In this lesson, students learn the impacts of climate change on birds, explore the effectiveness of public art on climate change awareness, and synthesize informational texts into a persuasive or argumentative essay.
Step 1 - Inquire: Students watch a video showing the effects of climate change on bird sizes and discuss their observations and questions.
Step 2 - Investigate: Students explore the art and artists of the Audubon Mural project, read an article, and discuss the effectiveness of art in climate change awareness.
Step 3 - Inspire: Students learn about the personal beliefs of John J. Audubon, reflect on the relevance of these beliefs to the work of the Audubon Society, and respond in a persuasive or argumentative essay.
This lesson can be used to teach students close reading or note-taking strategies.
This lesson can be used to focus on elements of persuasive or argumentative writing techniques.
This lesson can be easily adapted for writing workshops and the peer editing process in a multi-day or mini-unit.
This lesson can be done in the Spring or Fall when students can also observe local birds outside, or during state testing days as an independent or partner project.
This lesson can be used as a stand-alone lesson or as a lesson in a unit on non-fiction, birds, geography, art, or research.
Students are given voice and choice and can work independently or in pairs.
Students explore various media and guide their own learning with options for breadth and depth.
Students learn about local bird species in their neighborhood and region.
Students have two different options to create their own artistic responses.
Teachers should be aware that the Audubon organization is named after John James Audubon and references his “complicated history” as an unrepentant slave owner and strong advocate for slavery. Students will explore this in the lesson, but teachers may want to preview the articles prior to the lesson.
Students should have some basic understanding of citing sources and referencing multiple resources in writing.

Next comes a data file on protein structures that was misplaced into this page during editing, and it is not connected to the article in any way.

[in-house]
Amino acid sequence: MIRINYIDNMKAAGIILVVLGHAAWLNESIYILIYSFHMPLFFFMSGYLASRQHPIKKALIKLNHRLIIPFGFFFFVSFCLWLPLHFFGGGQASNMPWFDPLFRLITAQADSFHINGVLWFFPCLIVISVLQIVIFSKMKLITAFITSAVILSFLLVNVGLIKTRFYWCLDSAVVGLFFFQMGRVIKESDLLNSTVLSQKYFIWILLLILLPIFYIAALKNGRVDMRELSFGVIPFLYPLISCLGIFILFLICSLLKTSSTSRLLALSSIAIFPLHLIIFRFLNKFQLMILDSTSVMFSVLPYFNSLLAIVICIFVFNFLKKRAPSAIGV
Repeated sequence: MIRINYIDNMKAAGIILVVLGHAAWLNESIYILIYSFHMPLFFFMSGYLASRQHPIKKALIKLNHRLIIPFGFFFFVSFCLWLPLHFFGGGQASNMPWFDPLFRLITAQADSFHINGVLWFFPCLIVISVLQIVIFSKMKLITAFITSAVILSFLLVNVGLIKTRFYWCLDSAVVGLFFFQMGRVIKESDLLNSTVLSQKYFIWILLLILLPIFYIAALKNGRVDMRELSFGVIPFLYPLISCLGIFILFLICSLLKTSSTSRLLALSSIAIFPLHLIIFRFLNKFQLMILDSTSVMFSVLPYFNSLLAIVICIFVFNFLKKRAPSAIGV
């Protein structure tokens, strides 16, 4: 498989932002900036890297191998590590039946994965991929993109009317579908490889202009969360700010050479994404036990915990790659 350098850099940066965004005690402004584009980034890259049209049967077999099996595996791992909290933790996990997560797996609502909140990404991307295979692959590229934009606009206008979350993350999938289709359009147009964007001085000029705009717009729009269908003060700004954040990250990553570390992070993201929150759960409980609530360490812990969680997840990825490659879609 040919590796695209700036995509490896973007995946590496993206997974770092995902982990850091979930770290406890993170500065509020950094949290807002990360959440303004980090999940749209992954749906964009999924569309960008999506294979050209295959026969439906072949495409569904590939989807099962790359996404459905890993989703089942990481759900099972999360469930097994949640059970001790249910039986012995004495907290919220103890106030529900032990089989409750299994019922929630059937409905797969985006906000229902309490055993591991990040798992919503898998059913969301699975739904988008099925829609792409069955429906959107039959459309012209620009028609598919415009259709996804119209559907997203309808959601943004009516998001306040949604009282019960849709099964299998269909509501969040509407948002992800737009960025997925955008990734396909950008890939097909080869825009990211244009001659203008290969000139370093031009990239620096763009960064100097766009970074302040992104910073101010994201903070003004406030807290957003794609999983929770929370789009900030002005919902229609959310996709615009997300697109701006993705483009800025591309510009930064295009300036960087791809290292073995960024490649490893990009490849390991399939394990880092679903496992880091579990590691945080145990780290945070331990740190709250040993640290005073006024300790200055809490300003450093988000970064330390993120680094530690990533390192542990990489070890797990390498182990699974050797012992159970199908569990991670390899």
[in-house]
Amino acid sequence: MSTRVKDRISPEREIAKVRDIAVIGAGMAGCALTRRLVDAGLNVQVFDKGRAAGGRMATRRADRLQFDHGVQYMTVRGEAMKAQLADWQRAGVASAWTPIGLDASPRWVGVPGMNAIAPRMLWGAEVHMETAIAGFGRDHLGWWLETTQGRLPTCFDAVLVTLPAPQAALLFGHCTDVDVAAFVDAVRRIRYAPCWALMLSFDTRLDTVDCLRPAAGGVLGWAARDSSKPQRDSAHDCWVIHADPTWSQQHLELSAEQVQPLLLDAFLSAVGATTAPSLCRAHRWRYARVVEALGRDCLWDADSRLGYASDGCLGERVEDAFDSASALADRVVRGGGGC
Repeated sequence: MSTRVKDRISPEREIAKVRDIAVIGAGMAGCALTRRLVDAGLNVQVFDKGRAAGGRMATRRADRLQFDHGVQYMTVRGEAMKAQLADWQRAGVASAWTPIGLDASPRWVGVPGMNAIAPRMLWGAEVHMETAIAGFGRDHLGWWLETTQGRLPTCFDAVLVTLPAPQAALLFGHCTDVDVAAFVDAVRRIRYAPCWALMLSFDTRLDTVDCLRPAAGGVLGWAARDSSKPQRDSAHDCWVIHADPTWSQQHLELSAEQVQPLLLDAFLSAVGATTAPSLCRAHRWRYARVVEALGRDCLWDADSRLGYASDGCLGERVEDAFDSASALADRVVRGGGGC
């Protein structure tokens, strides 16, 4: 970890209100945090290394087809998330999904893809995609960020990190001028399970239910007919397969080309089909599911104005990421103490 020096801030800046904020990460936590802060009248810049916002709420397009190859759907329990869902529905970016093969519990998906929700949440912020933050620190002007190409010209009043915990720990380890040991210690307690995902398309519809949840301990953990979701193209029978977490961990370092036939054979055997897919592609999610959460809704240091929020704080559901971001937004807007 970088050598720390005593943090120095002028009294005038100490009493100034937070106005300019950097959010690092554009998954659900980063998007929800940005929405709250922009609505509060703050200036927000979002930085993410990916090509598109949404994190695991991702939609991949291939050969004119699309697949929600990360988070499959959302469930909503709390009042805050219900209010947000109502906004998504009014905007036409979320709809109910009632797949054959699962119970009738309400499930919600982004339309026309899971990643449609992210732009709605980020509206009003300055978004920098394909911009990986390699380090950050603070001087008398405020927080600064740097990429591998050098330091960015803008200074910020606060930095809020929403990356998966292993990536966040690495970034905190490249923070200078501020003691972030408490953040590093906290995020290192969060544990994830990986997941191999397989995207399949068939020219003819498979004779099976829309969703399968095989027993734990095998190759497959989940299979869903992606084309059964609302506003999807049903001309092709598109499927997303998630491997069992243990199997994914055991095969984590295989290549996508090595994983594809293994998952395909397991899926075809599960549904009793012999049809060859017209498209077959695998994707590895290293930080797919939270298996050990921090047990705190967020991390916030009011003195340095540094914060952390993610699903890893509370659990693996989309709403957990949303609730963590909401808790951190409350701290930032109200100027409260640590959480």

Students should have a basic understanding of the elements of persuasive or argumentative writing.
Students should have access to devices with a strong internet connection.
Teachers can extend the research and writing portions of the lesson, using them to teach specific elements in persuasive or argumentative writing.
Teachers can provide paragraph or essay structures, graphic organizers, brainstorming, or outline templates for students to use.
Teachers can read one article in the Inspire section with the class as an anchor text or to model reading and note-taking strategies.
English teachers can choose to make the artistic element a separate class period, an extension, or extra credit activity.
Teachers can assign other articles from the Audubon website for extension activities.
Social studies, civics, and economics classes can extend this topic to discuss social justice, socioeconomic status, and cultural impacts. Students can research and discuss how other activists’ “complicated” backgrounds have impacted their messaging.
Music classes can listen to bird songs of birds from the Audubon website and compare the musicality and tonality of different bird songs in the same region.
Bird species are suffering and facing extinction as a result of rising temperatures. Several species are slowly losing their range and changing shape and size. This lesson also establishes the possibility that a gradual rise in temperature could affect human survival, but it also gives students the opportunity to brainstorm and use their artistic talents to convey conservation strategies that would safeguard local wildlife and ecologically delicate species. This lesson is suggested for use in the classroom since the video, pictures, and materials are from reliable sources.